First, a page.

The effort involves a cornucopia of new projects and extended initiatives, but the bulk of the funding will be concentrated in just one agency: the National Science Foundation. The NSF will spend $60 million on grants and investments in smart city initiatives in fiscal years 2016 and 2017, including funding specifically for high-risk projects, big data research and health-care technology.
The White House simultaneously announced the expansion of the MetroLab Network, a group of partnerships between local governments, universities and research institutions on smart-city-type efforts. Since its initial founding list of 20 cities, the network has grown to about 40 cities and counties, many of which have more than one academic or research partner. The newest partnerships include:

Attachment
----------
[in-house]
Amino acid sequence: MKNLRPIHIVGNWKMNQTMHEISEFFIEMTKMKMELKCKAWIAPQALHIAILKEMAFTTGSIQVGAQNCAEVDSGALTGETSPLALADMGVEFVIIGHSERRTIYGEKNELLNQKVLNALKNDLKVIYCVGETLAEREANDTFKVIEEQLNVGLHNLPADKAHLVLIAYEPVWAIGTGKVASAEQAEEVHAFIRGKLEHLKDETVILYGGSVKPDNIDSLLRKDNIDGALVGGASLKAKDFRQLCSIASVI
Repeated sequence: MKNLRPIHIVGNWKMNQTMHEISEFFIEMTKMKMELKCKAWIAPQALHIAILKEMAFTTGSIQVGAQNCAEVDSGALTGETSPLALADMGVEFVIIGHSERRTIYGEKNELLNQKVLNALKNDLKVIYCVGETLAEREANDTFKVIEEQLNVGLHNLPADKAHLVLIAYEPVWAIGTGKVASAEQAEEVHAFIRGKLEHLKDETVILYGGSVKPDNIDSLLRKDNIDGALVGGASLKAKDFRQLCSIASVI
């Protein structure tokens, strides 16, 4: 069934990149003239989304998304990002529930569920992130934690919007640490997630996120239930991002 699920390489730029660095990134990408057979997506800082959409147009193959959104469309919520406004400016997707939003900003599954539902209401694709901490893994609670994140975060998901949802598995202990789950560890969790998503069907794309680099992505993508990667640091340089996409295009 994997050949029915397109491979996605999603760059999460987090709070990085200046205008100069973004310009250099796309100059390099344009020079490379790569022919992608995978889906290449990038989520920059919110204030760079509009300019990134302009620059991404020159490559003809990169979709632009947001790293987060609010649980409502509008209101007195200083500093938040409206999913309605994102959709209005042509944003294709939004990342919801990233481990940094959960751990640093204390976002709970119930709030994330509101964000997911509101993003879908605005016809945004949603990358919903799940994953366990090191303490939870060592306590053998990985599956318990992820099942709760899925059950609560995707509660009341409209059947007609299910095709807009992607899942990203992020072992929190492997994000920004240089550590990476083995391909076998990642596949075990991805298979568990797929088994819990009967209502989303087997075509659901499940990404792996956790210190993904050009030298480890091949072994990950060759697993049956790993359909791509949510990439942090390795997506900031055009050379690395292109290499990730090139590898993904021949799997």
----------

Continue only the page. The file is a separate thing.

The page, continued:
The southern Florida contingent will work together on issues related to climate change, which threaten to impact the region in severe ways in the coming decades, while the Southern California partnership will largely focus on economic work. That will include helping minority and women-owned business to go digital and helping connect university entrepreneurs to civic problems they can solve.
The San Francisco partnership will focus on transportation, while the University of Pittsburgh will bring the Western Pennsylvania Regional Data Center into the existing partnership in that area.
The White House initiative will also include a renewed effort to help guide cities that want to get “smart.” The National Institute of Standards and Technology will develop a framework for Internet of Things-enabled smart cities, which it plans on publishing in the summer of 2017. The Center for Technology in Government at the University of Albany, State University of New York will publish smart city guidebooks specifically for small and medium-sized cities.
The announcement happened concurrently with the launch of the Better Communities Alliance, which is focused on bringing together local governments to help each other create solutions in energy efficiency, renewable energy and transportation.